8. Thanks for the input, everyone.

    Not so much in this case. I've had ebay alerts set up for things related to the bike since I got it. In all that time, I've only see a few parts listed.
  9. Would ya just look at that... Ebay tirelessly scours the globe, looking for the spare parts you want, but instead of being thankful, you dwell on the negatives... :rolleyes:
    :p ;)

    I've found that opening up the search worldwide, for auctions in any language helps to get more parts than I can poke a stick at. Most of them are useless things like "up yours finger" stickers for rego plates, but amongst the crap, there's the occasional gem, often from Germany.

    Once you figure out a few foreign words for what you want - eg: Fu├črasten is German for pegs (technical terms are rarely in Google Translate, unfortunately), then your options really start to open up. Admittedly, the fuel tank will be a tricky one to find at a reasonable price (with freight). You'll probably have to look up repair and painting methods in Google for that one.
  10. Yup, you're right. I didn't have much luck with my search terms, but found out from kawasaki that the part number is 49106-1229 and it's a part of the muffler cover and got a little closer. It doesn't seem to be on eBay yet, but it might show up, and searching the part number on google seems promising too. Thanks again.
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  11. For the heat shield, it might be easier to buy some heat shield material (Supercheap, ebay, etc should come up trumps), and bend it the way you want it. It's usually quite workable. (y)
  12. If I had the tools and experience and was keeping the bike, I would. Since I am going overseas, buying tools doesn't make sense right now. I'll just keep checking the wreckers and ebay for an auspuffabdeckung and if that doesn't work out, I'll sell the bike without it.

    Here's the missing part though (or lack thereof):

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  13. google findapart. There are wrecker networks - parts request sent to dozens of wreckers, you get email replies from those who have the bit. Saves chasing around. I've used it. If the part is there, it is fast.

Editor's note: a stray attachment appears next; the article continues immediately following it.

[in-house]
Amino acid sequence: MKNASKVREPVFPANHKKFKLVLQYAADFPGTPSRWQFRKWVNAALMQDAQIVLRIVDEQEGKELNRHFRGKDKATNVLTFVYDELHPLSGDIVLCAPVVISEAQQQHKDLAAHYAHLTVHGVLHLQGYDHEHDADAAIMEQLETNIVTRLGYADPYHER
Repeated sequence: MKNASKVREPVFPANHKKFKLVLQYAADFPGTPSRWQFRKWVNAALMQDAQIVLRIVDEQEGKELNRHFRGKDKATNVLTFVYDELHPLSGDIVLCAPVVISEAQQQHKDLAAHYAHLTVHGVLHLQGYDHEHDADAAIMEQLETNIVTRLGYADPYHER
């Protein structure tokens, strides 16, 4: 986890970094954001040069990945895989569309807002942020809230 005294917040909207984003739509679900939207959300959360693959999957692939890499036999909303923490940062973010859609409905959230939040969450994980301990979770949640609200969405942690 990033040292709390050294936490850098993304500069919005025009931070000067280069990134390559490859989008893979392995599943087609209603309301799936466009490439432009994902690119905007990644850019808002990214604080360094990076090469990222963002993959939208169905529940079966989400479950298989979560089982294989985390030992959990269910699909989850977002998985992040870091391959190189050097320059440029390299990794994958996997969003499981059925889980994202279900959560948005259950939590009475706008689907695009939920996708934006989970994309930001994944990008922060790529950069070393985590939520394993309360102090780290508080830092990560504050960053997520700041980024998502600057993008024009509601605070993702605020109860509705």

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  14. Thanks for the tip. I've already tried them, no luck. They said they'd contact me if it shows up though.
  15. You could grind off the heat shield's mounting points, polish the area, and pretend that there wasn't anything there in the first place. Although it could be a bit more difficult to do this with the tank... ;)
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  16. In case someone stumbled upon this thread looking for the same information, I've interrogated a guy who knows how to make things out of other things.

    Here's how he recommend making the part:
    Use some thick paper to size up piece by placing it where the part will go.
    Get the radius right, bend it into shape (use tape if necessary) and draw the outline.
    Use the paper template to cut out the shape in a sheet of stainless steel.
    Since the part has a changing radius, make 20 equally spaced marking on each side.
    Use a pipe to make lots of small bends along the markings and in between, until the radius is right.
    File down the edges and smooth them out further with a whetstone.
    Drill the hole and the rest is obvious.

    If I was to do this without any help, I would've just cut the metal and tried to bend it by hand until it looks right (and it never would).
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  17. Picked up a sheet of 1mm thick stainless steel, primer, colour matched paint and and took the tank off today. Managed to pop most of the dent out using a rather silly method.
    Glue, wait, pull until it pops off, repeat x 100:

  18. Your bike has an erection! Eeeewwwwwwwww!!! ;)
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  19. I've been rubbing it and tugging on it all day, of course it does.
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  20. :ROFLMAO:

    When this guy says he loves his bike, he means he lllllluuuuuuurrrrrrrrves his bike! ;)